September 13, 2002

JOE KATZMAN liked Bush’s speech. So, interestingly, did Jeff Cooper, though I’m not sure they’re on the same page as to why. And reader Chris Durnell observes:

However, there is also a bigger story – the UN as it is conceived right now is dysfunctional as is the entire international system. The phrase “post-1945 international system” is the big clue. Is the world anything like it was sixty years ago? No, it’s not, but all the world bodies are designed as if it were. It’s like the big idea after World War II was to preserve the system established by the Congress of Berlin in 1884.

A new international system is needed that reflects the world power structure of 2002, not 1945. Diplomats are a notoriously conservative bunch unable to react to changes in world events especially if they happen slowly over time. The US as “world hegemon” took a decade to develop, and now the world needs to deal with it, the crisis of failed states across Africa and Asia, and the rise of non-state powers. Not only is the post-WWII system irrelevant, the basic assumptions of international law since the Treaty of Westphalia are beginning to become questioned. How can the current system handle this? It can’t.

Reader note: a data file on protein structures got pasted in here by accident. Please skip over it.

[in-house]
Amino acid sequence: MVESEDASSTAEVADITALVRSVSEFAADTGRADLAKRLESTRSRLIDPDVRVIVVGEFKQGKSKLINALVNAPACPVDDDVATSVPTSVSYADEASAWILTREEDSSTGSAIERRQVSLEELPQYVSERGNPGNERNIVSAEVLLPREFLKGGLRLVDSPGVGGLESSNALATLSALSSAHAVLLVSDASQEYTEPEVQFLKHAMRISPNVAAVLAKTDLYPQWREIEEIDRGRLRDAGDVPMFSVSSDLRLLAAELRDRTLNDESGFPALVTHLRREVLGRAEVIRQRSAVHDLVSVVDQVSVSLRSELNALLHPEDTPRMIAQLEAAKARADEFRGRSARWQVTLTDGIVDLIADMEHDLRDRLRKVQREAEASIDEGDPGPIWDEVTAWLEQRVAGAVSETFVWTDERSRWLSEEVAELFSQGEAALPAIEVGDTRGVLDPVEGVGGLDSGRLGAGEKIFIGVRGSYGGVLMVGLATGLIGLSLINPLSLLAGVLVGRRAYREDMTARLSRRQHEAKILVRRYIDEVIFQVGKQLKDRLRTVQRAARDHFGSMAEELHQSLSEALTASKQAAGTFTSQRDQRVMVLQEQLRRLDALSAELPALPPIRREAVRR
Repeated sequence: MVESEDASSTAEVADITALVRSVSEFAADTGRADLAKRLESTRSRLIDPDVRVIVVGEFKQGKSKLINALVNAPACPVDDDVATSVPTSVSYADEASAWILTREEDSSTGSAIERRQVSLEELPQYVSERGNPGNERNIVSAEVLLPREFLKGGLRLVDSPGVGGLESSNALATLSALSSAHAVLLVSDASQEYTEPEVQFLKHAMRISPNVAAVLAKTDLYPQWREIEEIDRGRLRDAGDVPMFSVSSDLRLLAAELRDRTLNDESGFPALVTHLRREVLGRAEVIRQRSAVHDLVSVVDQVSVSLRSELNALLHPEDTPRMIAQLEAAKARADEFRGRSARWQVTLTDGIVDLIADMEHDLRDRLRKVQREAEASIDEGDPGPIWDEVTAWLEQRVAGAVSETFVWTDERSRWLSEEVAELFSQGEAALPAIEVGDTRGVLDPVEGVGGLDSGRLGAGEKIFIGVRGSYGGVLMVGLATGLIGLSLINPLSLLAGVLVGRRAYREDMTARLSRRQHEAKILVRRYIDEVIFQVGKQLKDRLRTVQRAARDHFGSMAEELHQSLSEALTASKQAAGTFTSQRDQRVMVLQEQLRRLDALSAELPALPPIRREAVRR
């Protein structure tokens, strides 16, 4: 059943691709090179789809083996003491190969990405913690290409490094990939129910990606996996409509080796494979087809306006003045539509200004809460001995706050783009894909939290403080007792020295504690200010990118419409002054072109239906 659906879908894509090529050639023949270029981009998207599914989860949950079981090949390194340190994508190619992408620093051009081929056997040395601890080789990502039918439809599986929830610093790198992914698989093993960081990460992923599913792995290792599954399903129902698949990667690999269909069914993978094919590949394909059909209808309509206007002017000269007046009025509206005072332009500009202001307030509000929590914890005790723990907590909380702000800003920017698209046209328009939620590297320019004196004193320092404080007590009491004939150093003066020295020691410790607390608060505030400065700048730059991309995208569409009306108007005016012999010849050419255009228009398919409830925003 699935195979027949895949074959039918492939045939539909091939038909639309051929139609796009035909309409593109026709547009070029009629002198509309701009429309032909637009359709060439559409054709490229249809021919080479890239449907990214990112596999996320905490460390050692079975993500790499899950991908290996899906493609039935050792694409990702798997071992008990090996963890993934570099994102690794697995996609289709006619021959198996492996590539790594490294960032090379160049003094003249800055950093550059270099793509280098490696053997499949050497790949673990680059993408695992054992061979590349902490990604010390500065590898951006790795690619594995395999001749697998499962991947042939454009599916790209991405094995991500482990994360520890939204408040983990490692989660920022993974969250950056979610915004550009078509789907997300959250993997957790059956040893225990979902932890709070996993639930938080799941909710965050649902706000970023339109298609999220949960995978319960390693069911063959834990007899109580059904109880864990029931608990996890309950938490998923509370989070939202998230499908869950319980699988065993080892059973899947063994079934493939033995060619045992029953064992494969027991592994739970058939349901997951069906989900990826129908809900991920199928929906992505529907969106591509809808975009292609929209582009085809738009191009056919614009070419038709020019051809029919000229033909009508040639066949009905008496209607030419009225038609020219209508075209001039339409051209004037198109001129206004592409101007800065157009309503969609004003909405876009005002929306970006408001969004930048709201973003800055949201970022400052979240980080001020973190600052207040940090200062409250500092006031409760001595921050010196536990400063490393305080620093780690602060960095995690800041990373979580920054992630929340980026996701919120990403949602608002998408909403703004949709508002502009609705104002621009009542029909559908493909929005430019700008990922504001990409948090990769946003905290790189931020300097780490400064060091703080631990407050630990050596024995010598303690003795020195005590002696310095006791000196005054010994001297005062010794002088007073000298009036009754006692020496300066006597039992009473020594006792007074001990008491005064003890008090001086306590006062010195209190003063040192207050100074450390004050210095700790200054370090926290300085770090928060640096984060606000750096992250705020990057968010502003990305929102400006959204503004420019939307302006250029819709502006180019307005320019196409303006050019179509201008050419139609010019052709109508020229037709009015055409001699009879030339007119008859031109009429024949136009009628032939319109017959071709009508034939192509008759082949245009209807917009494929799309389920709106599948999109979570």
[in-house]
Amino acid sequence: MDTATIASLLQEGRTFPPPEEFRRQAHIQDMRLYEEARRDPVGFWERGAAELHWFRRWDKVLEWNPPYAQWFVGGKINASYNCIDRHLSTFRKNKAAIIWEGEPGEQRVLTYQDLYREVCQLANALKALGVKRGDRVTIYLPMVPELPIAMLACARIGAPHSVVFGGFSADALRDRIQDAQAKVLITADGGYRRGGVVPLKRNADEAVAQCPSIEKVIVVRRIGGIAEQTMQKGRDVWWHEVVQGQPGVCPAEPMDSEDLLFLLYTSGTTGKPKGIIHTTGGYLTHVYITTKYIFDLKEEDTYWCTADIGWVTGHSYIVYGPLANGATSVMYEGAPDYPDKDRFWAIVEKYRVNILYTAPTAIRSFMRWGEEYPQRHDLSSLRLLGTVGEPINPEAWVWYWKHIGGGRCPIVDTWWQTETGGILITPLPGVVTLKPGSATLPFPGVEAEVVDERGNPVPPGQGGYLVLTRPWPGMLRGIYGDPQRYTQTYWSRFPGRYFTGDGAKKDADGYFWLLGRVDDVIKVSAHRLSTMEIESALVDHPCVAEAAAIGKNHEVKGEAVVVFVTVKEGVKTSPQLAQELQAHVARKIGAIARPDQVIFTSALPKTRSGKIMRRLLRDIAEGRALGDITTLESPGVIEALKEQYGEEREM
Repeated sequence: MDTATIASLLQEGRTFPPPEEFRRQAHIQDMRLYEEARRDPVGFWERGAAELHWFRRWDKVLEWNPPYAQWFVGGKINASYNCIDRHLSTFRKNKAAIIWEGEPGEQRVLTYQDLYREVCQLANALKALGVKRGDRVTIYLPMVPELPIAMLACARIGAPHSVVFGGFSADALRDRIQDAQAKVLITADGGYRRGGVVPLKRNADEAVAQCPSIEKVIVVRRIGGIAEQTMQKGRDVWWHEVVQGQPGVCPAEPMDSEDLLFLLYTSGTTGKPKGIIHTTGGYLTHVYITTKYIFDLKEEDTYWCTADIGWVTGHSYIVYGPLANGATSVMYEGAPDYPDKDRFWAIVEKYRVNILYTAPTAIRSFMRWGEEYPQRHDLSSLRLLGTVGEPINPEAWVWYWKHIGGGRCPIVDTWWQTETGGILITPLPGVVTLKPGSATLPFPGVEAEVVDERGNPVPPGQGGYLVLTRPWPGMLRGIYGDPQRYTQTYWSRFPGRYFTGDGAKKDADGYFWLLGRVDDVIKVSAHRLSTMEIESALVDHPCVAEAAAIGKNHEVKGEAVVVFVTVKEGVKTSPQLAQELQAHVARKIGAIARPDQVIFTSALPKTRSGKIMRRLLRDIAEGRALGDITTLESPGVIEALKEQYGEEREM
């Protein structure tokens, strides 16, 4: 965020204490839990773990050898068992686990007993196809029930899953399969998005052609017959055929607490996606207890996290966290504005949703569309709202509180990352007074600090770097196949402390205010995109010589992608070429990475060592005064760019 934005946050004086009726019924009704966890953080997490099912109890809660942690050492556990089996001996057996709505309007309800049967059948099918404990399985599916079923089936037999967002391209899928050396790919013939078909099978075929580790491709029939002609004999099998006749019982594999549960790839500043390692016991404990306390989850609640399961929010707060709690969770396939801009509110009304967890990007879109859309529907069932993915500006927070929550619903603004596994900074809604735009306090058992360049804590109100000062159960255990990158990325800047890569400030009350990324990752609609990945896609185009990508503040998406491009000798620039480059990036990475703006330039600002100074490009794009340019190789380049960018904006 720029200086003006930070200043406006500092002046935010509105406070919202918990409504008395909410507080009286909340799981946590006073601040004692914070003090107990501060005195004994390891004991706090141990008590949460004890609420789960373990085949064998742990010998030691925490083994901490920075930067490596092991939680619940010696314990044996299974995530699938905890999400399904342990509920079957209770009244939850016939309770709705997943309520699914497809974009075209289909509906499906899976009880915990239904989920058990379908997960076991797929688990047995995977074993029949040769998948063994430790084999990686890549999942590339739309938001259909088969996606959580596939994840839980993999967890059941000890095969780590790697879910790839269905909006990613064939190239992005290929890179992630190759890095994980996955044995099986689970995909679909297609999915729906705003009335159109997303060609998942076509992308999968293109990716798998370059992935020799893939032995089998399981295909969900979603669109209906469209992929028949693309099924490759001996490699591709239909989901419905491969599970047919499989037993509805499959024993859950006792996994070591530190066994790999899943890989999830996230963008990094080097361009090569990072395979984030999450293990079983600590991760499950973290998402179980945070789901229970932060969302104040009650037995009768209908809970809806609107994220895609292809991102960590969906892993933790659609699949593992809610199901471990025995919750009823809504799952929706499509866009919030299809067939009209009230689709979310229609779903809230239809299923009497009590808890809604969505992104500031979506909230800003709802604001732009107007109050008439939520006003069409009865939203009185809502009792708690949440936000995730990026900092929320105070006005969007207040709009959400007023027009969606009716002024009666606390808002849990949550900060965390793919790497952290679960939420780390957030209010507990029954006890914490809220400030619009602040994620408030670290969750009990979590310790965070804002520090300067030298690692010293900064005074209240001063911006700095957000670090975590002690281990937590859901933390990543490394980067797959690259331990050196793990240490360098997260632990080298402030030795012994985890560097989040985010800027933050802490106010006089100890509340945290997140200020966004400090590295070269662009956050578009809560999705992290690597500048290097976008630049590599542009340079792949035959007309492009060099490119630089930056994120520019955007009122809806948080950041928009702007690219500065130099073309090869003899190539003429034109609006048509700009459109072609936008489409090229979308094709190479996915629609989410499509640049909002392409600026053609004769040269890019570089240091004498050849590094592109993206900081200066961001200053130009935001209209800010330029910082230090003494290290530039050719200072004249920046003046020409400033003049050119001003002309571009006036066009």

I agree with a lot of this. One problem with the post-1945 system is that it created a transnational bureaucracy, and a lot of NGOs that feed off of it, and that creates great resistance to change that might cost people their phony-baloney jobs.

UPDATE: Jeff Cooper writes that there’s not all that much difference between his position and Katzman’s.

ANOTHER UPDATE: Porphyrogenitus comments.

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